that's when you kind of want to start thinking about what is the mood of your story and maybe you want to create a mood board. In other words, you want to get a collection of photos and Pinterest is really good for this. If you have a private board where everybody can get on, everybody puts in some suggestions like, okay, this is the kind of background I'm looking for this.
This is the kind of water by having mine, this is the kind of hairstyles. This is the kind of lighting that I want to get, or ideas. I think if you're going to work with a collaborative team, let them put something in and if you're going to have a team that you just say, here's my mood board, I need you to do your job to make it look like this.
That also kind of helps convey the information to them. Yes, so for example, with yourself, you have a very specific kind of, I don't know if I want to call it a mood, but you've got a very specific style that you work with and if you put that up on a bore for someone else, say, okay, this is the style and these,
this is examples of my work, but I want to do something that is a bit brighter and then say, okay, I like this on this photo. I want a little bit more of this color on another photo and then maybe you can tell us like, you need to go find me these flowers and you need to go find me this background. And he needs to be able to show people,
not just tell them. I think I'll always help to show people if you're doing something visual, it's good to have examples cause when you say somebody else's thing bright or when something colorful, that could mean something different. One of the things I'd like to bring up is here's my color scheme. In other words, it doesn't have to be like a really exact this color,
but I'm thinking these are the colors I have in mind. And that's how it affects the mood of the story. Yeah, exactly. So like if you want to have one of your coffee photos that's more like a a diner set than a Victorian English set, you're going to get different things for your background, your colors and so forth. So you're going to make that mood come to life,
but you need to, you need to know kind of what the idea is that you're looking for and you've already got that with your concepts. And now the question is can you convey that to people? And I think this is true even if you're doing it by yourself, because if you got to go someplace like around here, we've got a store called Joanne's.
I think they're a us national chain. They are national. I don't know if you get them in every state there's joins, there's Michael's and hobby lobby is not one of our favorites, but that's another one. Sometimes you know, we need to go out and we need to get for the flat lay stuff. We need to get wooden backgrounds or maybe we get a different type or color of backgrounds.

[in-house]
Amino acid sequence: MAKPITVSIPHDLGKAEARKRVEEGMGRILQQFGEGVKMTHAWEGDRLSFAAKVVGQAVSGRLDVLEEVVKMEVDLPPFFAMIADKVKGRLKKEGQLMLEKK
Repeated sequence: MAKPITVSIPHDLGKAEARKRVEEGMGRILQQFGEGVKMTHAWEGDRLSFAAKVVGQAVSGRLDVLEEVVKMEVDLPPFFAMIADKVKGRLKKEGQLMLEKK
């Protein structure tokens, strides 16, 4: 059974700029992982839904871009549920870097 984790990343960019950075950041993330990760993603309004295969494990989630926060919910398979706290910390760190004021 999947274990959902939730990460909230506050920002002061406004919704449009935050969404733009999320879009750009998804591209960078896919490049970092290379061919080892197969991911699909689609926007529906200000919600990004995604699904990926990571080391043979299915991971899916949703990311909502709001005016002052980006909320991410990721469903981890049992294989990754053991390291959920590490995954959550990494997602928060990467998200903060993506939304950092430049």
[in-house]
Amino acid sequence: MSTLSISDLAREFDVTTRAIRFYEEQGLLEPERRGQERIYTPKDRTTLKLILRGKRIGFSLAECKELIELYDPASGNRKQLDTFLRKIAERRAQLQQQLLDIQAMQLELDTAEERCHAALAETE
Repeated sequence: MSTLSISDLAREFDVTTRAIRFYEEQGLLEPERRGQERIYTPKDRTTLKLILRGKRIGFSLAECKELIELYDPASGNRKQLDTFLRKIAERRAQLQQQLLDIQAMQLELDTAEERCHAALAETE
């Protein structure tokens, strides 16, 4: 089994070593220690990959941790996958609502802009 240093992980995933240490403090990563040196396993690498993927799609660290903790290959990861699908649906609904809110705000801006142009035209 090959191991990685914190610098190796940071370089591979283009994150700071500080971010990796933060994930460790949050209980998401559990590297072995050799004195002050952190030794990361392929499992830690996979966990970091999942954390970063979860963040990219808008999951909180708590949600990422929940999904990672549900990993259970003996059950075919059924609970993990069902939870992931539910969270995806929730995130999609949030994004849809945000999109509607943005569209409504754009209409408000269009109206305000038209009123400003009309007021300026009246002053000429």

But you need to be able to describe to somebody if you can't find what you're looking for, you talk to somebody, the store and say, okay, this is what I have in mind. Maybe they can come up and say, Oh, take a look at this. Yeah. Same thing with wardrobe. There were a lot of antique stores around and maybe you're looking for something that's a period piece and say,
all right, I have an idea. Here's a picture of what is in my head. You know, you get that from your mood board and this, they might say, I don't have anything like that, but go take a look at this other store. Or they might say, Oh, I've got exactly what you need, or here's something that,
but you have to work on whatever the answer is going to be. You need to convey that story. You need to understand the mood and you need to be able to, except I think some help from people within their specialty. This is a good example of why I like to be a little bit flexible. When I get a vision in my mind,
I very, very rarely end up creating a photo. That's exactly what I envisaged in the first, anybody does get one or even that close to it. Because usually what happens if you're, for example, you gave the, you know, an illustration of trying to find something from an antique store. Now you're probably not going to find exactly what you want,
but you might find something else that could work. And that may mean changing a whole bunch of elements to the way that you set out to your photo. And if you're open to that, you can get something great. This is why always helps to remind yourself that nobody saw the vision you had in your mind when you first imagined it. So if you change it,
nobody's saying, Oh he didn't do what you were supposed to do except you. Exactly. And I think if you have some flexibility, let's say that you want to do a world war II pilot for whatever reason, and you know they're going to have that kind of olive drab, you know, uniform and, and you've, you've just got this vision in your head and you go out to your army,
Navy shops or whatever kind of place where you want to get that uniform. They say, you know what, I don't have that, but I actually do have a world war one pilot uniform over here. Can you get your vision? Maybe if it's in a different period, but similar to what you want. And I'm just kind of making this up on the spot,
but I'm thinking you never get exactly what you want unless you're willing to go a long time and a long way to get every little piece. And it's kind of like how quickly do you need to put this together? How important is every little detail to you that's in your head? And those are decisions you have to make for yourself. It's like, you know,
world war II. No, we're, we're like, you know, decades apart here. I need world WarWar II field, nobody else lack of go-to. And that depends on your story. It depends on your story. Or maybe you've got a prop someplace and it's like, well this is the plane that didn't exist in world war II. You know, that someone's going to let me use.
So no I can't go with a world war one uniform with a world war II plane. A few stories about world war one. You cannot have world war two props in there or anything else. I mean, so that's why I say it depends on your story. If your story is very specific, um, you got to play with different things. Now on the other hand,